Yesterday, another child died on board the ship England,
making fourteen dead children and three dead adults. The Board of health has
decided that the disease is small-pox. The ship is quarantined, and the
passengers have been landed on Soames' island. The disease first appeared
amongst the Scandinavian children. During the passage complaints were made
as to the fitness of the doctor. The ship's doctor has been placed under
arrest. Dr Bulmer was sent on board by the authorities. Rubiola and variola
are complicated on board. The Board has decided to erect two buildings at
opposite ends of Soames' Island, one for the sick, the other for the
convalescent. Thirty workmen commence at daylight tomorrow.
Otago Witness June 22 1872
Smallpox introduced by the Scandinavian passengers to Wellington, who came
by the England, has not been thoroughly eradicated and has
again broken out.
The Star 8th March 1880
Passengers in Quarantine - Mr Mar-- the Immigration officer, informs us that
the single women by the Westland will be released from
Quarantine to-day, together with the following families: Carpenter, Cooper,
Davie, Donn, Dunlop, H. Howard, J. Howard, Jewell, Leahs, Low, Moore,
Patterson, Richards, Roberts, Rogers, Skinner, Witte. It is requested that
any friends of the above people will meet them on the arrival of the 3.15
p.m. train from Lyttelton. None of the single women will be open for
engagement though the Immigration Department, as they are all nominated.
New Zealand Herald 9 March, 1880, col. 2 page 5
Earl Granville departed London and Plymouth 21 November 1879. Arrived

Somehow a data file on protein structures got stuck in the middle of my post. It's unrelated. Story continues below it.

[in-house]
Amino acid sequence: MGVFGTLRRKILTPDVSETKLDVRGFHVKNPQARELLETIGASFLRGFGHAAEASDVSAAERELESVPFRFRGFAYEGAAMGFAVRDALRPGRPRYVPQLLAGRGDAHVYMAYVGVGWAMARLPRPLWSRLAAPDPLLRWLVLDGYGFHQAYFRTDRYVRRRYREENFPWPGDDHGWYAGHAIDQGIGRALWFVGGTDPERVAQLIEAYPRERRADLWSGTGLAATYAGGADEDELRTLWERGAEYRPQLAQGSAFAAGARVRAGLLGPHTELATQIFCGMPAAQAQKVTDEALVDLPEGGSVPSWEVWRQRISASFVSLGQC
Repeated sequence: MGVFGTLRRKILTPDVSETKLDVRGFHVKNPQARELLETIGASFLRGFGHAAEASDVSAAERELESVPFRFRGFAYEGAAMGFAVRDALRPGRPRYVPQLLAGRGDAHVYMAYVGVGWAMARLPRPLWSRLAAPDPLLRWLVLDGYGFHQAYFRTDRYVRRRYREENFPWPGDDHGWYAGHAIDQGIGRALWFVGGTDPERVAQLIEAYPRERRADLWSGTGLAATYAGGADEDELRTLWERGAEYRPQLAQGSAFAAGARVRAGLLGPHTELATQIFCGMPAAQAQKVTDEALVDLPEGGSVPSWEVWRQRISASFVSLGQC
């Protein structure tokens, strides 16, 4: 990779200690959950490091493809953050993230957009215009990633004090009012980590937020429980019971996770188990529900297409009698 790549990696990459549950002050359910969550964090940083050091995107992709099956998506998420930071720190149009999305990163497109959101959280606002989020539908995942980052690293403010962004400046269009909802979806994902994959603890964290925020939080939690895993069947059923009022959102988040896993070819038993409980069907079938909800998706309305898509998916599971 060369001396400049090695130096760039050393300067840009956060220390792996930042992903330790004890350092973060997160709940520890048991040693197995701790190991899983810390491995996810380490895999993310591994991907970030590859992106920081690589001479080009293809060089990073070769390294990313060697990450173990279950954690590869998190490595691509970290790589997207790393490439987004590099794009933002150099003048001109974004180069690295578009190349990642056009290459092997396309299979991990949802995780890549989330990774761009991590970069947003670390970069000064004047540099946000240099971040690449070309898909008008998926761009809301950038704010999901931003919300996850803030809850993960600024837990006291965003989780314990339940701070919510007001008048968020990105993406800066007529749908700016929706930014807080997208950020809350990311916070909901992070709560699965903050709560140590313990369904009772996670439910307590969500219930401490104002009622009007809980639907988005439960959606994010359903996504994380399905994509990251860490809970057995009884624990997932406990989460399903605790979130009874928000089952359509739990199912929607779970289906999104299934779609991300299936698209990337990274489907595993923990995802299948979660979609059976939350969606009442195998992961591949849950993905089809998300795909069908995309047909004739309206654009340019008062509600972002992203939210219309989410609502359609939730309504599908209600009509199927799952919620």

Auckland, NZ. Thursday, 4 March 1880.
We regret to record that the very discouraging news was receive yesterday
from Motuihi, namely, that of the death of Dr. Fox, the medical superintendent of the passengers by the infected barque
Beyond the mere fact of his death there is no further information. Dr. Fox,
on the arrival of the vessel, was laid up with low fever, caught it is
supposed, by his attention to other passengers. He was in a very weak state,
but it was thought that the change from close confinement of the vessel to
the more spacious quarters at the quarantine station would have restored him
to health, but on the contrary he succumbed to the disease.
Press, 18 January 1882, Page 2
Typhus Fever at Loburn. It is to be regretted that typhus fever has broken
out at North Loburn, in a family named Moorhouse, which recently arrived in
Lyttelton by the ship Helen Scott. On Sunday one of the members of the
family was buried, and two are reported to be ill from the fever. The vessel
has been in harbor about eight or nine days. Steps have been taken to
isolate the family in question as much as possible, and the holidays for the
school in the district have been given a month earlier than usual in
Poverty Bay Herald, 19 January 1882, Page 2
Typhoid fever has broken out at Loburn, North Canterbury, in a family just
arrived by the Helen Scott. The patients have been isolated, and the
district school has been closed.
Evening Post, 10 October 1907, Page 7
EXAMINATION OF PASSENGERS
LAXITY IN ENGLAND. With reference to a telegram from Auckland which appeared
in last night's issue of the Post, regarding laxity of medical examination
in England of intending immigrants, the port Health Officer for Wellington
agrees that examinations in England of passengers intending to go abroad are
not as comprehensive as they might be. This was proved by the recent
experience of Captain Jaggard, who had had some previous knowledge of
passengers being refused admission at Wellington, when suffering from
tuberculosis. Captain Jaggard asked the Board of Trade Health Officer at
London to stop any cases of tuberculosis from coming on board the Ruapehu,
but the doctor answered that he was - only concerned with infectious cases,
and as tuberculosis was not a notifiable disease in England he could take no
action. Captain Jaggard, however, determined to act for himself, and with
the assistance of the ship's medical officer, stood at the gangway and